About Heart Surgery

Q: What is the normal heart?

A: The heart is located in the center of your chest, just beneath the breast-bone (sternum). It serves as a pumping system to take blood in from the body, sending it to the lungs for oxygen and returning the enriched oxygenated blood back to the body.

Valves, similar to one-way doors, control the continuous flow of blood through the four chambers of the heart. The cycle begins when blood from the body enters the top right chamber, the Right Atrium, and passes through the Tricuspid Valve into the Right Ventricle. The blood is pushed through the Pulmonic Valve and enters the lungs.

Once the blood is re-supplied with oxygen, it re-enters the heart through the Pulmonary Veins into the Left Atrium. The blood then passes down through the Mitral Valve into the Left Ventricle. As the powerful left ventricular muscle of the heart contracts, the oxygen-rich blood rushes through the Aortic Valve and is circulated throughout the body via the Aorta.

Q: When is Valve Surgery needed?

A: When heart valves are seriously harmed by birth defects, inflammation, degeneration or infection, surgery may be required to repair or replace them. Damage to these one-way valves can place excessive strain on the heart muscle and interfere with efficient blood flow to the organs of the body.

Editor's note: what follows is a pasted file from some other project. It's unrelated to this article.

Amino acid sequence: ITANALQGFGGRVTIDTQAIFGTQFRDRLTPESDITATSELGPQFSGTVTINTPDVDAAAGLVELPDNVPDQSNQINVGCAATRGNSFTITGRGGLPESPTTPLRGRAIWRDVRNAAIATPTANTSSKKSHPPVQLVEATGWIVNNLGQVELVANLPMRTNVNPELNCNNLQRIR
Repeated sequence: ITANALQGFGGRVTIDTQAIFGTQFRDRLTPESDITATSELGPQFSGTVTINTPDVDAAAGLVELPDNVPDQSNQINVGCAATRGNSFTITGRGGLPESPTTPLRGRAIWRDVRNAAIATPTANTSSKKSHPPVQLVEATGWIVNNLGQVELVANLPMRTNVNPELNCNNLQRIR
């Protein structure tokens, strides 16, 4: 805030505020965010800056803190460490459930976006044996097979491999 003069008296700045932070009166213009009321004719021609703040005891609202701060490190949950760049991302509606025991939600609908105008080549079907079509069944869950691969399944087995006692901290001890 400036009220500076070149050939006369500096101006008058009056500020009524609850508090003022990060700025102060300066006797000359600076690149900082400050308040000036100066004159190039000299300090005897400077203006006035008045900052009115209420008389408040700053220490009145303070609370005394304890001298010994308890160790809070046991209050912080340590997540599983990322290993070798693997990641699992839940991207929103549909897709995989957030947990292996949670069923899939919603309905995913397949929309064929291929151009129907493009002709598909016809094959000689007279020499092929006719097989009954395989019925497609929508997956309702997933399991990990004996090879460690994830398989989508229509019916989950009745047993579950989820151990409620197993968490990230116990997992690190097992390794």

Some common problems that are treated by surgery include valves that "leak" (regurgitation) and valves that are constricted by scar tissue, a condition known as stenosis. When replacement of a valve is called for, your doctor will discuss with you which type of valve you will receive, and describe how it works.

Q: How the Coronary Arteries supply blood to the heart?

A: Your heart requires its own system of blood and oxygen, which is supplied through a network of vessels known as the Coronary Arteries. These vessels originate at the Aorta and run across the surface of the heart.

The Right Coronary Artery supplies blood to the right side of the heart and to a portion of the back side. Two of the major vessels off the Left Main Coronary Artery are the Left Anterior Descending (LAD) and the Circumflex. The LAD provides blood and oxygen to the front of the heart and to the bulk of its muscle tissue, while the Circumflex supplies the left wall and part of the back of the heart.

Q: When is Bypass Surgery necessary?